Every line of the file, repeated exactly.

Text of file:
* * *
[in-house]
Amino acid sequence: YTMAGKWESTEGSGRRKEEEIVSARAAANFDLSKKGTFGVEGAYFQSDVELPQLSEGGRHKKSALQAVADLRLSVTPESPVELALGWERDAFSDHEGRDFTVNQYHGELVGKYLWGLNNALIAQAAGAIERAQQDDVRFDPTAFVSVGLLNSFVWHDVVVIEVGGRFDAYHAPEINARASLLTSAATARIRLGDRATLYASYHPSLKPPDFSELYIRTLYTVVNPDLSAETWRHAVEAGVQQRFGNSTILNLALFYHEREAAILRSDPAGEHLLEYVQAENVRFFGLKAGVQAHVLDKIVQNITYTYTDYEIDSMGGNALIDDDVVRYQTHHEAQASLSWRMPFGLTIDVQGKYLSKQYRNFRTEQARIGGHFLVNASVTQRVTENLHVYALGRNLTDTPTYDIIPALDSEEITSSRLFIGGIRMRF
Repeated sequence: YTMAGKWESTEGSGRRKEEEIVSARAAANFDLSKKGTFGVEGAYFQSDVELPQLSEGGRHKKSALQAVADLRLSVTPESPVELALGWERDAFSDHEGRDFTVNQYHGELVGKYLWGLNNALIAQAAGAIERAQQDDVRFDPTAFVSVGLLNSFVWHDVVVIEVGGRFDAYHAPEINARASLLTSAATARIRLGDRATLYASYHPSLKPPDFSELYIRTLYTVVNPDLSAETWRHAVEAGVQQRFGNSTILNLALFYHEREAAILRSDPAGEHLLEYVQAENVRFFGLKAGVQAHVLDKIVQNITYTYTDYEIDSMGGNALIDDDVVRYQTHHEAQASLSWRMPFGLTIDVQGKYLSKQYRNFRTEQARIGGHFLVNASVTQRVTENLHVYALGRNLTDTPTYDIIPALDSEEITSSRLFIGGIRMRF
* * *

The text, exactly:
[in-house]
Amino acid sequence: YTMAGKWESTEGSGRRKEEEIVSARAAANFDLSKKGTFGVEGAYFQSDVELPQLSEGGRHKKSALQAVADLRLSVTPESPVELALGWERDAFSDHEGRDFTVNQYHGELVGKYLWGLNNALIAQAAGAIERAQQDDVRFDPTAFVSVGLLNSFVWHDVVVIEVGGRFDAYHAPEINARASLLTSAATARIRLGDRATLYASYHPSLKPPDFSELYIRTLYTVVNPDLSAETWRHAVEAGVQQRFGNSTILNLALFYHEREAAILRSDPAGEHLLEYVQAENVRFFGLKAGVQAHVLDKIVQNITYTYTDYEIDSMGGNALIDDDVVRYQTHHEAQASLSWRMPFGLTIDVQGKYLSKQYRNFRTEQARIGGHFLVNASVTQRVTENLHVYALGRNLTDTPTYDIIPALDSEEITSSRLFIGGIRMRF
Repeated sequence: YTMAGKWESTEGSGRRKEEEIVSARAAANFDLSKKGTFGVEGAYFQSDVELPQLSEGGRHKKSALQAVADLRLSVTPESPVELALGWERDAFSDHEGRDFTVNQYHGELVGKYLWGLNNALIAQAAGAIERAQQDDVRFDPTAFVSVGLLNSFVWHDVVVIEVGGRFDAYHAPEINARASLLTSAATARIRLGDRATLYASYHPSLKPPDFSELYIRTLYTVVNPDLSAETWRHAVEAGVQQRFGNSTILNLALFYHEREAAILRSDPAGEHLLEYVQAENVRFFGLKAGVQAHVLDKIVQNITYTYTDYEIDSMGGNALIDDDVVRYQTHHEAQASLSWRMPFGLTIDVQGKYLSKQYRNFRTEQARIGGHFLVNASVTQRVTENLHVYALGRNLTDTPTYDIIPALDSEEITSSRLFIGGIRMRF